With the January inauguration of the new administration came a number of changes that have injected a certain level of uncertainty into some important aspects of business which could have a ripple effect into the already shifting Marin real estate market.
The first change was the executive order to ban non-U.S. citizens entering the U.S. from certain countries. This caused an immediate employee travel ban by numerous prominent San Francisco and Bay Area employers for potentially affected employees. Second came the announcement that the administration plans to double the qualifying salary threshold from $65,000 to $130,000 for an H-1B visa, making it much harder for employers to fill positions with foreign talent, a not insignificant source of employees in the high tech and bio tech sectors. Both of these injected uncertainty and potential business disruption into the business community, with some high-profile CEO’s speaking out against them because of fears of damage to their businesses.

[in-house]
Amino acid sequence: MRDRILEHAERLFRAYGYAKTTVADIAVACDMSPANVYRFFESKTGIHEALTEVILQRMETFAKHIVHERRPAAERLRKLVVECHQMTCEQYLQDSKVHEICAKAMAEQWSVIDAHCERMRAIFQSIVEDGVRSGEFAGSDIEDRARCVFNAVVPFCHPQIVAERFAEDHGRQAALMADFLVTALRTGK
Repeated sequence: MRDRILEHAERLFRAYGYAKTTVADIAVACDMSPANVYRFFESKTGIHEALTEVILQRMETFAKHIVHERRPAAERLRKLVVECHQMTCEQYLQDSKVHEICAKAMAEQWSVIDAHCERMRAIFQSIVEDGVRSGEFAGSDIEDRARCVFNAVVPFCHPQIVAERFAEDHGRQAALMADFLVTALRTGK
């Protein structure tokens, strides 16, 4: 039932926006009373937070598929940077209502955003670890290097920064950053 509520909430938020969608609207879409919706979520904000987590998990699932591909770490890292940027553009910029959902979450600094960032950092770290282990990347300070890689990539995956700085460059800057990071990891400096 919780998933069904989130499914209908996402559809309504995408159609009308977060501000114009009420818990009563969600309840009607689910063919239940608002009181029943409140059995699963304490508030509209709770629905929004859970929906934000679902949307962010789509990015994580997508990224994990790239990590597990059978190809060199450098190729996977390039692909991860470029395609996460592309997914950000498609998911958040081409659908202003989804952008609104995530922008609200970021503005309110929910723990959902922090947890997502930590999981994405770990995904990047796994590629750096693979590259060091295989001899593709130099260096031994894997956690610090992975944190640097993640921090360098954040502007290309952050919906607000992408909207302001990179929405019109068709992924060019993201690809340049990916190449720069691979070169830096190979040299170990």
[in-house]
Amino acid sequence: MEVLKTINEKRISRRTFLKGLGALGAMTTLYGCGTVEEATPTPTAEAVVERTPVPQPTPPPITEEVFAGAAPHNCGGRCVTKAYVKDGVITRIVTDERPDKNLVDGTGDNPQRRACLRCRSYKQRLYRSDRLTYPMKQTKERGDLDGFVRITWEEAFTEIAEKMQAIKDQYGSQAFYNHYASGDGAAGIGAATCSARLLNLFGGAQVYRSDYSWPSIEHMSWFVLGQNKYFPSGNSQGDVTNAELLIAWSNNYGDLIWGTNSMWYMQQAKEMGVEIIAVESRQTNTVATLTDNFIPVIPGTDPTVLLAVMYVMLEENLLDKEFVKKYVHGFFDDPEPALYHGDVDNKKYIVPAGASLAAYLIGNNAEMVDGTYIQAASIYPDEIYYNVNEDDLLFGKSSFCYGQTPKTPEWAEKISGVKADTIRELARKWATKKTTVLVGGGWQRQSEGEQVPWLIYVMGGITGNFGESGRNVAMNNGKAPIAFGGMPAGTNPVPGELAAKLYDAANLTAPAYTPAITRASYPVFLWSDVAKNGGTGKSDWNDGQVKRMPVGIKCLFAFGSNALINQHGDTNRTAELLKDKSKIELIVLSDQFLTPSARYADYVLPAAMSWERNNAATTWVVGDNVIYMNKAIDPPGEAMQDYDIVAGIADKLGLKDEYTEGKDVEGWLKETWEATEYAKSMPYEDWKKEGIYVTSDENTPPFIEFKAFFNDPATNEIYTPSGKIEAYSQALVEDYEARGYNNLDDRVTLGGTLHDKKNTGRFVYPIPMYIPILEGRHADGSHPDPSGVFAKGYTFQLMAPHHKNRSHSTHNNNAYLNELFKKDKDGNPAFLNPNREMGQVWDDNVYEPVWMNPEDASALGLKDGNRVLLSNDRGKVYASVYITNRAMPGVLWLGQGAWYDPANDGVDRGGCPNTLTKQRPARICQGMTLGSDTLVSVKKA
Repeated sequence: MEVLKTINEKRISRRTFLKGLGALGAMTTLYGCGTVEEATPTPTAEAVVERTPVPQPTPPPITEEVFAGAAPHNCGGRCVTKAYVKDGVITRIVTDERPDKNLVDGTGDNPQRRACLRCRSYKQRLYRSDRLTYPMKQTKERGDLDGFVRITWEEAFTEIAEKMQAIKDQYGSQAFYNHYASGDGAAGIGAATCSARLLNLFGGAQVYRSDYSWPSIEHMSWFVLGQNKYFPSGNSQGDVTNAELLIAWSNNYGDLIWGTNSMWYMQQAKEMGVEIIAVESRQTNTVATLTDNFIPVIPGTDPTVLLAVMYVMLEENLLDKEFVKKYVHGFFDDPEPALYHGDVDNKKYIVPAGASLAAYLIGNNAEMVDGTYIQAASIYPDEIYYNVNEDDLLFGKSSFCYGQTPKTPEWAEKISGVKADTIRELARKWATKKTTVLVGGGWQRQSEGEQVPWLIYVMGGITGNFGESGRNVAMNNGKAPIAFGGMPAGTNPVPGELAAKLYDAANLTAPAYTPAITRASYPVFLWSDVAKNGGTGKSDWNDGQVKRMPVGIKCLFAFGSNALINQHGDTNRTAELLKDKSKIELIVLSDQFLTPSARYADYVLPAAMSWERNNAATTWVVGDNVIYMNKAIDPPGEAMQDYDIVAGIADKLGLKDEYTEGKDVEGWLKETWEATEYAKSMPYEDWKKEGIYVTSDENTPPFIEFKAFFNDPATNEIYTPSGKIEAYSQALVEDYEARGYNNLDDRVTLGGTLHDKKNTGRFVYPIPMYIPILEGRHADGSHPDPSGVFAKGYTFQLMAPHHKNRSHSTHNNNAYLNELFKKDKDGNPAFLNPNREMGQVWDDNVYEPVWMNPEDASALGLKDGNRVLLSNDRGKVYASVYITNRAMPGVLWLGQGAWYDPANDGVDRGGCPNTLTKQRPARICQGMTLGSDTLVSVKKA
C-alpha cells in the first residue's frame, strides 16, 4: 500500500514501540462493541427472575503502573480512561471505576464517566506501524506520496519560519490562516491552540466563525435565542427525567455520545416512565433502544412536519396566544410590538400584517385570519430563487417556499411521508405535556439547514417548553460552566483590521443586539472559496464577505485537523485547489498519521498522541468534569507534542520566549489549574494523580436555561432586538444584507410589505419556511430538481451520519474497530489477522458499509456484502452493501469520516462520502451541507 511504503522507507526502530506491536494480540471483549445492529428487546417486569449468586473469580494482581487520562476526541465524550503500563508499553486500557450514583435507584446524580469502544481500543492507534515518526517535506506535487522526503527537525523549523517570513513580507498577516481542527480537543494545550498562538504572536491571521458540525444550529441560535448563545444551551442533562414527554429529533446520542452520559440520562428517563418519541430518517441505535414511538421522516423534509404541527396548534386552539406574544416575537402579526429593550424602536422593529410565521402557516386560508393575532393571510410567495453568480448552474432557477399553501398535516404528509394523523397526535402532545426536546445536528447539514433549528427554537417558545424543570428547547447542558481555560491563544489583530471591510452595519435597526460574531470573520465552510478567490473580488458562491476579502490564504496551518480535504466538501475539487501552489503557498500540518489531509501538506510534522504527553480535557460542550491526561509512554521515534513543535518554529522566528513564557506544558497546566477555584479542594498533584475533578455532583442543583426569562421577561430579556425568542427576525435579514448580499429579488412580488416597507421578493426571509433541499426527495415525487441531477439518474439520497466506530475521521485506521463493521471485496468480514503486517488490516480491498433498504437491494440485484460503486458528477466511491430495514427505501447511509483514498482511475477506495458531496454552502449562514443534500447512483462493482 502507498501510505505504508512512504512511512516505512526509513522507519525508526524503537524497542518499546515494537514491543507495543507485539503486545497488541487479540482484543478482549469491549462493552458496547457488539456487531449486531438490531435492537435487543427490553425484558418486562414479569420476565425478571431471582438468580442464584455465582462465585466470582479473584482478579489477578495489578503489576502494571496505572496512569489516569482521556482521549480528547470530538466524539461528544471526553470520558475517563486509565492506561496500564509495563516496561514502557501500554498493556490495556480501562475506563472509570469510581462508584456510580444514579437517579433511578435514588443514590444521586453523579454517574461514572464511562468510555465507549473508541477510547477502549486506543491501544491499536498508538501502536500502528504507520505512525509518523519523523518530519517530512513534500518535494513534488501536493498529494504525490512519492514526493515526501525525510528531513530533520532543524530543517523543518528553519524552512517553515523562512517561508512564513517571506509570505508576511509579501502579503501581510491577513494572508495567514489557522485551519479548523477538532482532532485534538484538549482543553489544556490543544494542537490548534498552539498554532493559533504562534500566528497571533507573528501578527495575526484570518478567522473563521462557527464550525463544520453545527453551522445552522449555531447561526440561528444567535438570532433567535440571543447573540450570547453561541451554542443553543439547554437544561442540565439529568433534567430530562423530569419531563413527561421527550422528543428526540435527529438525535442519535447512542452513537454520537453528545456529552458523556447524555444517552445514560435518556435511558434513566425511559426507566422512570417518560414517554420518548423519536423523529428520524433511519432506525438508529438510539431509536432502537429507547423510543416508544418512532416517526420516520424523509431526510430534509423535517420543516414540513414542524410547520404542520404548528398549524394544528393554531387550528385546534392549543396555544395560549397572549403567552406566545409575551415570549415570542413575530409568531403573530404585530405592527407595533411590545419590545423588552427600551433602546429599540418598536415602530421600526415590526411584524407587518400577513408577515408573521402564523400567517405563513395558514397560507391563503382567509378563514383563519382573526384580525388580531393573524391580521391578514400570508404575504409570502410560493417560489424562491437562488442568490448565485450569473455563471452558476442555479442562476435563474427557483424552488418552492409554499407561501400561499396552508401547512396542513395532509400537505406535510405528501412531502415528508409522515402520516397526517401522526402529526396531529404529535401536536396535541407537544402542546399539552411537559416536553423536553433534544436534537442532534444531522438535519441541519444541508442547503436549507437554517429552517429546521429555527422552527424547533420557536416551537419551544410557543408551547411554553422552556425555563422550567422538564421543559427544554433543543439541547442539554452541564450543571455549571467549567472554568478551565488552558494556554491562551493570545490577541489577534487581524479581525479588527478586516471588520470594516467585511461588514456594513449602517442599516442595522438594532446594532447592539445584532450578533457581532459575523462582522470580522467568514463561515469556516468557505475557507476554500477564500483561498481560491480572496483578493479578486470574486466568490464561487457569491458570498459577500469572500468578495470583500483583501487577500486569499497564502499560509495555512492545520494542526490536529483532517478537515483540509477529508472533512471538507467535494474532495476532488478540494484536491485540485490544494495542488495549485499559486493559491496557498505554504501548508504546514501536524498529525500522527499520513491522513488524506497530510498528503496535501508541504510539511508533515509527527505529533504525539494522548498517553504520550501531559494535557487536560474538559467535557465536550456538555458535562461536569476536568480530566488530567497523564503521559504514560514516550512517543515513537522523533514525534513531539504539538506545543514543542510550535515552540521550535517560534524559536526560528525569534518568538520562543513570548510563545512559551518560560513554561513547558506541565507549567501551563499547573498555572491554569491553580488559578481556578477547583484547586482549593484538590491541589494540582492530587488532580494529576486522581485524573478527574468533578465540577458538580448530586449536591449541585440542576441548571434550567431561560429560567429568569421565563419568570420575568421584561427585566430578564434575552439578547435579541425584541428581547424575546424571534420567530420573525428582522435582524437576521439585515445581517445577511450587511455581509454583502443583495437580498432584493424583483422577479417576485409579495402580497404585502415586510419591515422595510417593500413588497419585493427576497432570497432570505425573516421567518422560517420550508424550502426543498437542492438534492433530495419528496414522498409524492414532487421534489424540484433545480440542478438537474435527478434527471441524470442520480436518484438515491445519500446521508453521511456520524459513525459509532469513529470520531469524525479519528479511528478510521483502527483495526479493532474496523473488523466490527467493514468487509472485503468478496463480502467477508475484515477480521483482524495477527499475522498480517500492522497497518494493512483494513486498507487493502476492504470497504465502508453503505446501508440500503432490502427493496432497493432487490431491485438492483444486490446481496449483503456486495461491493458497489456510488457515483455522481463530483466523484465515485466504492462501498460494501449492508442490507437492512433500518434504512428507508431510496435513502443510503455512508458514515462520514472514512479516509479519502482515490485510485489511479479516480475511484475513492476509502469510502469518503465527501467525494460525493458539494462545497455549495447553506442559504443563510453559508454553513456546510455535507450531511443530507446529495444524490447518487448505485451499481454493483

On a stabilizing note, mortgage rates eased off slightly (about 1/8 percent) in January. However, most lenders expect them to rise somewhat throughout the year, to around 5% by year’s end.
While the charts on the following pages show that Marin is still a strong sellers market, there are a number of signs that it continues to shift towards a balanced market. First, although there is still very low inventory, just 2.5 months (less than 5 months of inventory is considered a sellers market), this is up 31.6% compared with January 2016. And while median sales prices rose 6.9% year-on-year, the average sales price fell to 94% of original list price, down from 96% a year ago. Buyers not only made lower offers, they made far fewer of them: 22.6% less than last January.
Sellers currently have the upper hand in the condo/townhome market as well, holding steady at 98% of list price received on their offers and median sales prices up 12.3% year-on-year. However, there are signs of a shifting market here too, with sales down 11% – the lowest January in three years. Inventory jumped up 21% but is still just at only 2.3 months.